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Lake Palcacocha, December 2014 (Source: Germanwatch/Photo courtesy Noah Walker-Crawford)

The lawsuit

“This is a precedent. RWE AG releases significant emissions, principally through its coal-fired power plants, which makes global temperatures rise, causes glaciers to melt and leads to an acute threat to my client’s property,” Verheyen argued. “We request that the court declare RWE liable to remove this impairment.”

The lawsuit relies on article 1004 of the German Civil Code to argue that RWE is partially responsible for the impairment that Luciano Lliuya faces to his property through climate risk. Drawing on the Carbon Majors study which quantified industrial greenhouse gas emissions and linked them to individual companies, the lawsuit states that RWE contributed 0.47% to historical emissions and should provide its share to reduce flood risk in Huaraz. The Peruvian authorities are planning a multi-million dollar project to drain Lake Palcacocha and build a new dam. Lliuya demands that RWE pay 0.47% of this amount, or around $20,000. The amount is miniscule for a large company but could set a massive precedent.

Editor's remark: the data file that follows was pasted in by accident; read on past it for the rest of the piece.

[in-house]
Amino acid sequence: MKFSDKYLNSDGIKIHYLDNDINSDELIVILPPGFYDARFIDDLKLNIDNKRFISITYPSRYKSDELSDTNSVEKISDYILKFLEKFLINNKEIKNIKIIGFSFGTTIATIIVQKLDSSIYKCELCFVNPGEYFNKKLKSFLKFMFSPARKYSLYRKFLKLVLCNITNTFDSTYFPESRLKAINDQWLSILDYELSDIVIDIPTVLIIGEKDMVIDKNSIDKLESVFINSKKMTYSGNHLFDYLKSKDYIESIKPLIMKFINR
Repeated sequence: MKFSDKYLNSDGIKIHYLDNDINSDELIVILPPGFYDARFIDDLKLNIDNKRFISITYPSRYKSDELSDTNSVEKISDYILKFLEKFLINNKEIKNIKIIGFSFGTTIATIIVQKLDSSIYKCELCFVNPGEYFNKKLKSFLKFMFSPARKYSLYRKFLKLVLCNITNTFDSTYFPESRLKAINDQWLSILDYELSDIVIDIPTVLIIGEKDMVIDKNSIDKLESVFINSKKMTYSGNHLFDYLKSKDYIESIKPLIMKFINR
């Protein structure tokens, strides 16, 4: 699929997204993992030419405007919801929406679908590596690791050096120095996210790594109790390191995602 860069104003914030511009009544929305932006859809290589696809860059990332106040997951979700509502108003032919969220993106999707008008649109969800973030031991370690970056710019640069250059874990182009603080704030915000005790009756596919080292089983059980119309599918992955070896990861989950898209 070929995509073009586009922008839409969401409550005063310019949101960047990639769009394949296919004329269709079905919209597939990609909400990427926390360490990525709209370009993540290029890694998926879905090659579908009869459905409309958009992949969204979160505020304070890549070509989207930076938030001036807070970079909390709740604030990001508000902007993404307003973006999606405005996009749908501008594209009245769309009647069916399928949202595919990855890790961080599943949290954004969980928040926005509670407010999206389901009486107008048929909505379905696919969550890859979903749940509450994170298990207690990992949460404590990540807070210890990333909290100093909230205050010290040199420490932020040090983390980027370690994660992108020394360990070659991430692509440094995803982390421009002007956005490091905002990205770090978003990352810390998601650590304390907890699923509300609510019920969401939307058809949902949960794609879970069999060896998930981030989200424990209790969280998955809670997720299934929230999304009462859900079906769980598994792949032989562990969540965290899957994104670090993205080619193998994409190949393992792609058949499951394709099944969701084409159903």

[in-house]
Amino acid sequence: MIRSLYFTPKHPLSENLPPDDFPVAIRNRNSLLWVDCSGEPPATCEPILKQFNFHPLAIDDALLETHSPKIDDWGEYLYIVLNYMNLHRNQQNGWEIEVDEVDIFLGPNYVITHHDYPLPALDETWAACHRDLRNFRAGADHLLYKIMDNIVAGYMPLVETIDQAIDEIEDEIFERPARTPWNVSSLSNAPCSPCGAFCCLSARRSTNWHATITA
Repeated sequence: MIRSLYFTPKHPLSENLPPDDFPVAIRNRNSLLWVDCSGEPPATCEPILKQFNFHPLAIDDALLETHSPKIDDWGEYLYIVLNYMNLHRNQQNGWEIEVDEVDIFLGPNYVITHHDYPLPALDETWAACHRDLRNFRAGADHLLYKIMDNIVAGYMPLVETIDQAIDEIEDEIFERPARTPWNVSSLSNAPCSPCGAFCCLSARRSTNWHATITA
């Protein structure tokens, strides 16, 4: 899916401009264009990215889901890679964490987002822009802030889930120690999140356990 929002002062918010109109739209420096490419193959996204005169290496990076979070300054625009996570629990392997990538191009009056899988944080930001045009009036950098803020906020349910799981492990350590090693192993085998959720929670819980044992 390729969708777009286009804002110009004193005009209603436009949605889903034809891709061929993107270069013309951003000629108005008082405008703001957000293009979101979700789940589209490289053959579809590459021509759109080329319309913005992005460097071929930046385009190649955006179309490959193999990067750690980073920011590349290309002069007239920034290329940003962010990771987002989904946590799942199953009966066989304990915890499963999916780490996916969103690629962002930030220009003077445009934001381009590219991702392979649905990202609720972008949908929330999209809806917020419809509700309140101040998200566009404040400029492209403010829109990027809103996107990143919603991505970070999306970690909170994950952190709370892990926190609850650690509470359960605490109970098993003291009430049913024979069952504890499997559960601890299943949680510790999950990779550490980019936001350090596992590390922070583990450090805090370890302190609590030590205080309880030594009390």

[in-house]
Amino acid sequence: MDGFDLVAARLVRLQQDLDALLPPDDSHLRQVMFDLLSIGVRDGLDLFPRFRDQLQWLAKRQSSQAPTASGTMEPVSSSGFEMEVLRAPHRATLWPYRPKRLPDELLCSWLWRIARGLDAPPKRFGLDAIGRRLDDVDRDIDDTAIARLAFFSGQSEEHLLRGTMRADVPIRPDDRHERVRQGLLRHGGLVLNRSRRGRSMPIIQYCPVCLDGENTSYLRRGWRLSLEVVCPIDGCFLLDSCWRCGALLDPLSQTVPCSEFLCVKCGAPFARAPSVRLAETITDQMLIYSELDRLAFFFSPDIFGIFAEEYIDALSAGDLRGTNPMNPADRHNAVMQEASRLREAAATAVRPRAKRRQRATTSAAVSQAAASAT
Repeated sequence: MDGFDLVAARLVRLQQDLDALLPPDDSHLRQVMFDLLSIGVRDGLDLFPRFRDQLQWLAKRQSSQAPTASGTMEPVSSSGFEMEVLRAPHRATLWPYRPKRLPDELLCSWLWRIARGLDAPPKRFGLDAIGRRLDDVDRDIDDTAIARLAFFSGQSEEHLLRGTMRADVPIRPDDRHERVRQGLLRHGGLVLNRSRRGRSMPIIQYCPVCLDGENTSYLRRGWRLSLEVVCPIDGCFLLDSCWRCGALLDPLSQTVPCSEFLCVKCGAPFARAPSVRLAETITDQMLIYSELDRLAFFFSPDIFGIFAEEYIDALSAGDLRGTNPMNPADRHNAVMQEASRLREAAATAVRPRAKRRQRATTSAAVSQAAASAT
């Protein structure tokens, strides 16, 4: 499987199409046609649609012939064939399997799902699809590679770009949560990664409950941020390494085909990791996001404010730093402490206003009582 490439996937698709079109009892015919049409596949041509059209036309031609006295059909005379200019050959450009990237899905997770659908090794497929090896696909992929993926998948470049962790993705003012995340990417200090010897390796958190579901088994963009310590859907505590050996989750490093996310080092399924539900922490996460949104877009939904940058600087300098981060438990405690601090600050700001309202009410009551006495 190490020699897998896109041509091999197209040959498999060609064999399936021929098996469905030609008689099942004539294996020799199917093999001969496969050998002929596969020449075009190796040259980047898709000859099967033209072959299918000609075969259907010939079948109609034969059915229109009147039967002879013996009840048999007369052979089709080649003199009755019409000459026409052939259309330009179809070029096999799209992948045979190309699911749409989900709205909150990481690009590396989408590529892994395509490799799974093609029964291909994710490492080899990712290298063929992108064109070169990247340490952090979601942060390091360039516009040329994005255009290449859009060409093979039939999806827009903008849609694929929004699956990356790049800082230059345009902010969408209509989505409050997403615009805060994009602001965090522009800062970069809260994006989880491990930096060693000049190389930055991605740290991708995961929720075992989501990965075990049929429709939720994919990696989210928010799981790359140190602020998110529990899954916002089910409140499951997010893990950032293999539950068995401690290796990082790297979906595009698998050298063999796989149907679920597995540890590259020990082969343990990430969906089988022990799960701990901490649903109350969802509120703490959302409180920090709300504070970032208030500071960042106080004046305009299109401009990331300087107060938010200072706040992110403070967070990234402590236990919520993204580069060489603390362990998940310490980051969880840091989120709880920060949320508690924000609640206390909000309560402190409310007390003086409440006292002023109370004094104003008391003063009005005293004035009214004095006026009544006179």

RWE rejects the claim, arguing that climate change should be discussed at a political level rather than in the courts. In its legal response, the company claims that climate change is so complex that individual companies cannot be linked to specific impacts. In addition, the company denies that Huaraz faces an imminent risk of flooding. RWE did not reply to GlacierHub’s request for comment.